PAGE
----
These and other aspects, objectives, features, and advantages of the disclosed technologies will become apparent from the following detailed description of illustrative embodiments thereof, which is to be read in connection with the accompanying drawings.
BRIEF DESCRIPTION OF THE DRAWINGS
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FIG. 1 illustrates a flow chart of a method of evaluating insurance coverage in accordance with an aspect of the disclosed technologies.
FIG. 2 illustrates an exemplary output display presenting a question to a user for receiving claim information.
FIG. 3 illustrates a further flow chart of a method of evaluating insurance coverage in accordance with an aspect of the disclosed technologies.
FIG. 4 illustrates a further exemplary output display presenting a question to a user for receiving claim information.
FIGS. 5a and 5b illustrate a comparison of literal portions of an insurance policy translated into user queries, in accordance with aspects of the disclosed technologies.
FIG. 6 illustrates an exemplary log generated in accordance with an aspect of the disclosed technologies.
FIG. 7 illustrates a further exemplary log generated in accordance with an aspect of the disclosed technologies.
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Describing now in further detail these exemplary embodiments with reference to the Figures, as described above the accurate sheet leading edge registration system and method are typically used in a select location or locations of the paper path or paths of various conventional media handling assemblies. Thus, only a portion of an exemplary media handling assembly path is illustrated herein.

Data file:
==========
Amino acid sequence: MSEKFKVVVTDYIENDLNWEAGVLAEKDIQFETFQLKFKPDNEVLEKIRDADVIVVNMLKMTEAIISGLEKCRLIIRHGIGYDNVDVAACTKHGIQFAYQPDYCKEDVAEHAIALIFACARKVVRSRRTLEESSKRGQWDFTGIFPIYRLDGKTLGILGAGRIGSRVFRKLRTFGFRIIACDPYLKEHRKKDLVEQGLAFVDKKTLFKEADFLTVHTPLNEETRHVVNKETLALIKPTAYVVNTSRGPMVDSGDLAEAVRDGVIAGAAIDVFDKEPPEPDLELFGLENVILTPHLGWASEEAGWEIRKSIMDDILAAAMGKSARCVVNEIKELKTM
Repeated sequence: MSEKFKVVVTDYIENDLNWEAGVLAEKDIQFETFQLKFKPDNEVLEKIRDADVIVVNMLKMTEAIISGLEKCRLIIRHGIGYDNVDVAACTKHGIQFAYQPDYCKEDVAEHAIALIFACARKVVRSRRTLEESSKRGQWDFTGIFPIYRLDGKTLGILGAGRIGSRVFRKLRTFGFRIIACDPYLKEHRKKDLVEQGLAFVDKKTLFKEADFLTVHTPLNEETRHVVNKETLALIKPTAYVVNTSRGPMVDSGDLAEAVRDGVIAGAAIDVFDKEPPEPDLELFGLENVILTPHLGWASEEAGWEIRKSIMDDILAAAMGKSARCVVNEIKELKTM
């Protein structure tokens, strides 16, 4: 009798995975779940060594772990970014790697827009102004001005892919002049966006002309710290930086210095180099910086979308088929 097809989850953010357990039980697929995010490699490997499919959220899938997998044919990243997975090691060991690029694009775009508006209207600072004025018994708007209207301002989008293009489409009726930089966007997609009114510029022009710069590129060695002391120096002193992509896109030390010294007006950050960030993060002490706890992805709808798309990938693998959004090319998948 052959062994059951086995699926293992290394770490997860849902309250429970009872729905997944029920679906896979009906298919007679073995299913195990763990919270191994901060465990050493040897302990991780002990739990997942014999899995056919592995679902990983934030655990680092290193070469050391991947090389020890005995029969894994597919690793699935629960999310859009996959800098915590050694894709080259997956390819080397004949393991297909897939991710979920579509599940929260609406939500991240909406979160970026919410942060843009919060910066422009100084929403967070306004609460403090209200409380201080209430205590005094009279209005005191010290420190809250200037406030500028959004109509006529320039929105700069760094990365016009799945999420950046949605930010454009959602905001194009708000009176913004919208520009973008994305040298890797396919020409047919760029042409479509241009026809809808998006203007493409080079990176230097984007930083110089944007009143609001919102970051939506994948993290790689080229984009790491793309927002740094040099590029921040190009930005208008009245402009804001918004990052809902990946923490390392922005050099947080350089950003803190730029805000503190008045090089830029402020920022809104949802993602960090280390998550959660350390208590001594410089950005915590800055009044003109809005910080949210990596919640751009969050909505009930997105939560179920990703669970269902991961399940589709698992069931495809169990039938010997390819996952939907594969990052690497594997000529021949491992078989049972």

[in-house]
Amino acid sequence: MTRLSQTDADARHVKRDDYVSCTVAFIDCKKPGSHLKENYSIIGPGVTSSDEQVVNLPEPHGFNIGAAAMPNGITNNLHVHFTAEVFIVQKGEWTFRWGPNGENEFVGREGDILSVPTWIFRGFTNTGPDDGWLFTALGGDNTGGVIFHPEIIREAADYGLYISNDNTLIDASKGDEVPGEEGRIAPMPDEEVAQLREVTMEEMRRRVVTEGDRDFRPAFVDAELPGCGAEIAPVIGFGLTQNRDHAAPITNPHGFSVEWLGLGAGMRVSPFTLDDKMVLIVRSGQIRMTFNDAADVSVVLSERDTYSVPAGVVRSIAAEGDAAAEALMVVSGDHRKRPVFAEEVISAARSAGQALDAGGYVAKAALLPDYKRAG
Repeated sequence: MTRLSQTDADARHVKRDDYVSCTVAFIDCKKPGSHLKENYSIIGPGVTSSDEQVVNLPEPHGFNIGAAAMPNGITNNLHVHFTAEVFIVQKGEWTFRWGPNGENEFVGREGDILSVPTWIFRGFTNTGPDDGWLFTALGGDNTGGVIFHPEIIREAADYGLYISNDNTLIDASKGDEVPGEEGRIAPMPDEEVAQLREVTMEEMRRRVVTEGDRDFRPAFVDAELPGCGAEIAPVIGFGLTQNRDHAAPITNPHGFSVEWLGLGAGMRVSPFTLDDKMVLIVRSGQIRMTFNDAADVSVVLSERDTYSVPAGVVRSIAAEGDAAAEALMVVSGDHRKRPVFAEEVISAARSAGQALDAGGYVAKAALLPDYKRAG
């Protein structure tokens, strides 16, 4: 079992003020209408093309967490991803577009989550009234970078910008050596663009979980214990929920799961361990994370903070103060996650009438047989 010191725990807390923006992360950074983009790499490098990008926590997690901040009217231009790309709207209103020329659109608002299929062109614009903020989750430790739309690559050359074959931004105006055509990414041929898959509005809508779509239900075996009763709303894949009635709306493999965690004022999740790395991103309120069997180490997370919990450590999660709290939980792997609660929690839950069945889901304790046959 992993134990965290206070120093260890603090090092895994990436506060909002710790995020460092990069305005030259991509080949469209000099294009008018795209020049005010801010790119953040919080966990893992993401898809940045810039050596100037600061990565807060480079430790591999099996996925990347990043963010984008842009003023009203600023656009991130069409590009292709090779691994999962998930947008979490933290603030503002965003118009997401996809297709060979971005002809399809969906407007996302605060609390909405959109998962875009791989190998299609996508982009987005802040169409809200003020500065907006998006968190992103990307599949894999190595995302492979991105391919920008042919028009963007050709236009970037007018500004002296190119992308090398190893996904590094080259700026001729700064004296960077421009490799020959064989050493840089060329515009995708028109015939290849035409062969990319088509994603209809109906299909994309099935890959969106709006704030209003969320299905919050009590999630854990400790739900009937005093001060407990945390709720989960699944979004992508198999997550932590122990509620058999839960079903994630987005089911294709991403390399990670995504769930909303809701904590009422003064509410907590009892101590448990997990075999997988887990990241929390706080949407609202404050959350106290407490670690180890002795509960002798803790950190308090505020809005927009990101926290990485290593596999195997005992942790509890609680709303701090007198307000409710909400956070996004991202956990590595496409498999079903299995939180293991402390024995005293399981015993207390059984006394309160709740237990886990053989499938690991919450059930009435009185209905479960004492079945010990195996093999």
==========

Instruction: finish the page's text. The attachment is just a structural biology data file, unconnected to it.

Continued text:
As used herein, “an insurance policy” refers to a contract of insurance which provides defense, indemnification and/or other payments in the event that a risk covered by the insurance policy occurs. The policy of insurance is made up of Terms, Conditions, Insuring Agreements, Definitions and Exclusions. Examples include life, health, automobile, homeowners, and commercial insurance policies. Additionally, the insurance policy as referred to herein can include other extraneous forms or documents incorporated by reference therein or read into the policy by operation of law. Also, a “representative portion of the insurance policy,” refers to and includes a portion, segment, endorsement or other provisions of an insurance policy which are applicable to a particular claim. A representative portion also includes controlling laws, statutory or regulatory provisions, and judicial case law that interpret those laws or provisions.
As used herein, “a policy identifier” refers to information such as the policy number and insured and other information necessary in order to identify the applicable policy of insurance and all applicable endorsement, provisions, conditions, exclusions and terms applicable to the particular policy of insurance.
As used herein, an “insurance claim” or just “claim” interchangeably refer to a demand by an insured for coverage under an insurance policy and/or a demand by a third-party for compensation from the insurer. Such rights generally entitle the insured to benefits under the insurance policy, for example reimbursement of expenses, monetary compensation or legal defense or indemnification. Also, as is customary in the art, use of the expression “the loss” is often interchangeable with the claim. The “loss” generally refers to an event that caused some tangible or intangible loss or damage that one or more claimants sustained. A single loss could initiate multiple claims from a single claimant and could also include multiple claimants with different claims.